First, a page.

Most Scottish travel dreams are set in the Highlands, the rugged and remote northern fringe of Great Britain. The Highlands are the most mountainous, least inhabited, and most scenic and romantic part of Scotland. In the Highlands, grizzled islanders man drizzly ferry crossings, intrepid Munro baggers scale bald mountains, and mini-mosquitoes called midges make life miserable (bring bug spray). Here are a few of my favorite pictures of the Scottish heartland.
I’ve driven thousands of miles across Scotland… and the valley called Glencoe may just have my favorite Scottish scenery anywhere. It’s famous as the site of the Glencoe Massacre, when British Redcoats rose from their beds and murdered their Clan MacDonald hosts, violating the rules of Highland hospitality. It’s fitting that this achingly beautiful place — where countless waterfalls inspired the nickname “the Weeping Glen” — would host one of the most tragic stories in Scotland’s very tragic history. Today the valley is justifiably popular with hikers. I attempted a hike myself, but the saturated turf stymied my plans. With each step, my foot disappeared into a brown puddle. The summer of 2015 has not been ideal for Highland hikes.
At the excellent Scottish Crannog Centre on Loch Tay — which Rick wrote about after his visit there — I enjoyed touring the reconstructed stilt house and learning about Stone Age tools. I watched in awe as our guide created fire out of nothing but wood, string, and stone.
The Highlands are littered with castles. Inveraray Castle, between Loch Lomond and the west coast, was one of my favorites. The outside is a turreted masterpiece. And inside, its grand public spaces have a lived-in coziness. Here in the main atrium, swords and rifles are artfully splayed into starbursts. Public television fans may recognize Inveraray as “Duneagle Castle” (a.k.a. Uncle Shrimpy’s pad) from one of the Downton Abbey Christmas specials. (Big photos of the Grantham and MacClare clans decorate the genteel rooms.)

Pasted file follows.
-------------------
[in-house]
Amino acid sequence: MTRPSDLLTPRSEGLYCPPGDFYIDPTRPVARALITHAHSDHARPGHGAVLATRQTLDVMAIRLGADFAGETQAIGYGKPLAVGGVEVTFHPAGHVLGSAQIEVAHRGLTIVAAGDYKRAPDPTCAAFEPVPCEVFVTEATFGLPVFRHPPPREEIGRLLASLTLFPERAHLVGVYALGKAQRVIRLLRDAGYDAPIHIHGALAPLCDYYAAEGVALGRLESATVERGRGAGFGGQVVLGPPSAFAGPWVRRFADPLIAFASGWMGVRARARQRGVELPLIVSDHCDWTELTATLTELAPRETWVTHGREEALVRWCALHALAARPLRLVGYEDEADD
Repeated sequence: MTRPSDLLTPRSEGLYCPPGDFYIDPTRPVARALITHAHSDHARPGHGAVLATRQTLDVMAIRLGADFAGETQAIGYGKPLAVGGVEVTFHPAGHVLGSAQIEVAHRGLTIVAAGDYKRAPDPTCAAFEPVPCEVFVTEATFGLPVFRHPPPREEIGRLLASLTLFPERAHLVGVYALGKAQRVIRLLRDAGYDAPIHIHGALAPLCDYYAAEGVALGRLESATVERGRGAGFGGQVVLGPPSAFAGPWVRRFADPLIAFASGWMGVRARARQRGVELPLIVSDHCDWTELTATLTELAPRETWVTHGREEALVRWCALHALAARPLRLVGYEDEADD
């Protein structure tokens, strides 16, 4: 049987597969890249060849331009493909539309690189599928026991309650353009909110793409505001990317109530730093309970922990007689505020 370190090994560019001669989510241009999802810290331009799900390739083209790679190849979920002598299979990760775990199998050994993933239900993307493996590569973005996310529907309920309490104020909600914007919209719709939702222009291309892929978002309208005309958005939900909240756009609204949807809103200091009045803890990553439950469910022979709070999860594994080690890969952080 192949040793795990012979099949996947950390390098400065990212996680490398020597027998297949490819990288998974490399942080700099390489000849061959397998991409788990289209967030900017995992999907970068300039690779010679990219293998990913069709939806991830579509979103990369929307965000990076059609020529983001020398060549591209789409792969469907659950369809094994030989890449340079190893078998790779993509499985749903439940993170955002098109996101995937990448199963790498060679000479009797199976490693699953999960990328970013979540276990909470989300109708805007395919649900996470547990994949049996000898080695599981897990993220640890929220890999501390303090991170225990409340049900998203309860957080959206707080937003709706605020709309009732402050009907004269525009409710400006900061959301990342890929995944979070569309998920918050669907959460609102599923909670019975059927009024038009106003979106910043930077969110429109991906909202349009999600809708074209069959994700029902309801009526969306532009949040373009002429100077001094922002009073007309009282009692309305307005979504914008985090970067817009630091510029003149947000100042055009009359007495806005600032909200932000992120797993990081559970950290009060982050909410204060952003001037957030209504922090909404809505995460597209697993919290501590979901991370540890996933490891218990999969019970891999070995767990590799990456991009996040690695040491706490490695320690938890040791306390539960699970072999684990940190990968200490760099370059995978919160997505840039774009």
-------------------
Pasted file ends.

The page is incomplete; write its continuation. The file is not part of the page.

When I’m in the Highlands, I can’t get enough of the adorable “Hairy Coos.” These shaggy Highland cattle have hair falling in their eyes, protecting them from troublesome insects and unpredictable weather. Hairy coos graze on sparse vegetation that other animals ignore, and, with a heavy coat (rather than fat) to keep them insulated, produce a lean meat that resembles venison. Highland cattle meat is not commonly eaten, so they’re basically kept for patriotic reasons…like gigantic mascots.
You probably know the Glenfinnan Viaduct from the Harry Potter movies — it’s where the Hogwarts Express made its journey to a remote school of witchcraft and wizardry. But patriotic Scots also know it as the place where Bonnie Prince Charlie began his Jacobite uprising. To reclaim the thrones of England and Scotland, the fresh-faced, 24-year-old prince would need the support of the Highlanders. And here at Glenfinnan, he held his breath at the moment of truth: Would the Highland clans come to his aid? As Prince Charles waited, gradually he began to hear the drone of bagpipes filtering through the forest. And then, the clan chiefs appeared: MacDonalds. Camerons. MacDonnells. McPhees. They had been holding back — watching and waiting, to make sure they weren’t the only ones. And before long, the prince felt confident that he’d reached a clan quorum. And so, here at Glenfinnan, on August 19, 1745, Bonnie Prince Charlie raised the royal standard — officially kicking off the armed Jacobite uprising that came to be known as “The ’45.” (Sadly, Glenfinnan is also the place Bonnie Prince Charlie retreated to eight months later, after his campaign failed in the crushing defeat at Culloden.)